Experimental Pricing As an Approach to Demand Analysis 17
The particular technique utilized to estimate the missing
observations required the introduction of two new variables (and
two regression parameters) into the model. Quantities for store
nine, weeks one and two, were replaced by zeros and variables
defined as follows:
xk-i_= -1 for store nine, week one, 0 otherwise
xik-i= -1 for store nine, week two, 0 otherwise
Upon introduction of these new variables, the general model
for testing and estimation assumed the revised form:
YIk-j- = 0 + a + 8i + k + i+ 1iik-I- + P2X2k-i- + P31ik-i-
+ X4kk-l- + PXik-l- + P6X6ik-- + PTXik-i- + B8ki-+ 'ik-j-
In organizing the data preparatory to analysis, a certain
amount of difficulty was encountered with the matter of price
"age" classification. To begin with, the market price of 16.5t
per 6-ounce can of Brand B actually became effective one week
before the experiment began. From a temporal standpoint, then,
this price should have been identified with "age two." However,
because changes in the pricing unit, displays and availability of
the product were made at the beginning of the experiment, it
was decided to designate the first week of the experiment as a
component of "age one."
Unfortunately, the pricing design was the source of addi-
tional difficulty in delineating price "age" categories in that the
pricing arrangement prevented the specification of age classes
that were completely free from ambiguity.17 Despite this di-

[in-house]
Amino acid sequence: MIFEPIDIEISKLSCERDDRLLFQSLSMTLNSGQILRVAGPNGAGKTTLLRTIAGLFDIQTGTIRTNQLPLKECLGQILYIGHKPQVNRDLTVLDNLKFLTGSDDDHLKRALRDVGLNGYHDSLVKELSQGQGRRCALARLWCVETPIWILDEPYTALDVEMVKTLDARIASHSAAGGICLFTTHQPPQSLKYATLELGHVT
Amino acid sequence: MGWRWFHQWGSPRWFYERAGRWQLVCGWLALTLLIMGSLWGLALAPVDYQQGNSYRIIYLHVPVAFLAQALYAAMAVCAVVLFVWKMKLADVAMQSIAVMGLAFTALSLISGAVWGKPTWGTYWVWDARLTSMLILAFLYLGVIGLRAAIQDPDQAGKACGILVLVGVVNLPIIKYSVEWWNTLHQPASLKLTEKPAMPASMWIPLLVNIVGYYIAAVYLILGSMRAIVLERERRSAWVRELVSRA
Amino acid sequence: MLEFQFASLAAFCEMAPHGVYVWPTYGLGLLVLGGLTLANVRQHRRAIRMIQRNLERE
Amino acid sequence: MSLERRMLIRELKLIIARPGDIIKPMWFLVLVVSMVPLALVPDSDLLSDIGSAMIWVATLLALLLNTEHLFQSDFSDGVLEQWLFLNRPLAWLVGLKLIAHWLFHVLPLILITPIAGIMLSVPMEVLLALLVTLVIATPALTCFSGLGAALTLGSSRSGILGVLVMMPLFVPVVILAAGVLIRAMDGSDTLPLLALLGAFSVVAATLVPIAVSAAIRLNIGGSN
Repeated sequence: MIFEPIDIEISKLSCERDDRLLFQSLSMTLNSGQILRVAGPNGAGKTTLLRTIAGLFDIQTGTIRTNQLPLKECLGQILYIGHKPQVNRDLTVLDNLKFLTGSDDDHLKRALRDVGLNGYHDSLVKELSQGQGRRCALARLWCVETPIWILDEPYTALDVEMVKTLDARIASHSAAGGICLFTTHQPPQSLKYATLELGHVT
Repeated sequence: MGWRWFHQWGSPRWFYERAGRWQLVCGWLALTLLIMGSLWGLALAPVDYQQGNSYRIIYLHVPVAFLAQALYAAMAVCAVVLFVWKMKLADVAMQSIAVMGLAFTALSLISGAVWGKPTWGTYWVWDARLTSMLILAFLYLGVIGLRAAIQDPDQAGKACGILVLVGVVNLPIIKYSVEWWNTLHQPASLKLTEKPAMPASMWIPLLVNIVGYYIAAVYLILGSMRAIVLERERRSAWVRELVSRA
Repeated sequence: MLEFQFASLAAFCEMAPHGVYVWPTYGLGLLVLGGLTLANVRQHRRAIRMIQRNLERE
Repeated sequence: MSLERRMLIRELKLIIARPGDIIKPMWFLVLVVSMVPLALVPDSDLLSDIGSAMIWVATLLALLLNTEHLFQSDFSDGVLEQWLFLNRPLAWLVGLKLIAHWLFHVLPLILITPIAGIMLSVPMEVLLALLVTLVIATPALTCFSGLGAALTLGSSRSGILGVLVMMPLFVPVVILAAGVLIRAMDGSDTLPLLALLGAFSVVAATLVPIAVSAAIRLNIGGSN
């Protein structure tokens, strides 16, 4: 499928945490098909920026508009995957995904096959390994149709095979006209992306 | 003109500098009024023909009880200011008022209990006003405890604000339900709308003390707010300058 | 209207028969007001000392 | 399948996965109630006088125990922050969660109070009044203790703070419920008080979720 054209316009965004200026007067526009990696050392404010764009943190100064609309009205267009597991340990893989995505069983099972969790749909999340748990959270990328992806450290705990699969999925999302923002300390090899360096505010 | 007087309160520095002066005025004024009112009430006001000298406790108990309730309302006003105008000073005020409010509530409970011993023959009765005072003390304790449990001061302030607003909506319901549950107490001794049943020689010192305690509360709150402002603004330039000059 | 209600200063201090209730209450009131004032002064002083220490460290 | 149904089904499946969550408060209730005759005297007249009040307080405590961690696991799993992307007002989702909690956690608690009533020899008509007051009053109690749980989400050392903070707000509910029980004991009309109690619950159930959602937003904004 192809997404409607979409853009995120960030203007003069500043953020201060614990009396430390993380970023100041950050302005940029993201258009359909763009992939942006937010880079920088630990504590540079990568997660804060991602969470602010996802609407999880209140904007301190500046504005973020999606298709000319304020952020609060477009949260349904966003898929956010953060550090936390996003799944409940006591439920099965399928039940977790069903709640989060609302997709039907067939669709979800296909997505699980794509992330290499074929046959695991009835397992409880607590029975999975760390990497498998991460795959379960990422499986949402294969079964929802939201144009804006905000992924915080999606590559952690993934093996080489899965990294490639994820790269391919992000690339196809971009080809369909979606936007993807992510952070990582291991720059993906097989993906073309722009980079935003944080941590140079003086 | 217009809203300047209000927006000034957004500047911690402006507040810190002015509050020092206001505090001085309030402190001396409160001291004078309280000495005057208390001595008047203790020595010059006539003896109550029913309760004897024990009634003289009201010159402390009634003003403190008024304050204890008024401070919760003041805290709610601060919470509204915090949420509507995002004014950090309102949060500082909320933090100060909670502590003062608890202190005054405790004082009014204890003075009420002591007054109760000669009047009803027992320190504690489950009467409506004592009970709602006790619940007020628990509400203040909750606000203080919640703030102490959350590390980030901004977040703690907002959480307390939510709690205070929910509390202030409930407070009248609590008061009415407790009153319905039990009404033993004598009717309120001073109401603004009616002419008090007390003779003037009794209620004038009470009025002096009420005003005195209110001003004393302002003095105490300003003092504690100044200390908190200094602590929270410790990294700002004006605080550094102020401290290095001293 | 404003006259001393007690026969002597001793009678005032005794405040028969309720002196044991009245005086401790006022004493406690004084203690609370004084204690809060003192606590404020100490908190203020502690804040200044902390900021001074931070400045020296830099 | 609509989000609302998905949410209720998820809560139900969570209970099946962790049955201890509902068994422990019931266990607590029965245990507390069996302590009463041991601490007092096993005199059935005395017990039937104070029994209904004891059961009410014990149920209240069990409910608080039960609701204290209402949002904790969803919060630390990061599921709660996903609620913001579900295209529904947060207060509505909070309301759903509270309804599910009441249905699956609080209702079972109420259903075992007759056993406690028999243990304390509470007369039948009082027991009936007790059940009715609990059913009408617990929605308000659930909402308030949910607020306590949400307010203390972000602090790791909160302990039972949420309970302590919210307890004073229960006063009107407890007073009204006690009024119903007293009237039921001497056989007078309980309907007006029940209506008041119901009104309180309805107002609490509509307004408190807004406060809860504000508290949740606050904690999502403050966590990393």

lemma, the following "age" classifications appeared to be the
most logical: weeks one, two, five and seven were assigned to
"age one"; weeks three, six and eight, to "age two"; and weeks
four and nine, to "age three." is
Aside from the problem of "age" classification, the identifica-
tion of other categorical (or class) sources of variation was
"1 Hindsight allows the conclusion that the price effective in weeks one,
five and six should not appear in the pattern for weeks two, three and four,
nor in the pattern for weeks seven, eight and nine.
Apparently, notwithstanding the difficulties cited, this classification
is consistent with the notion that the demand function might possibly have
rotated about the existing market price as purchasers adjusted to the
induced price changes. It is only when demand curves are thought of as
shifting under the impact of price changes that the ambiguity of the "age"
classes becomes obvious.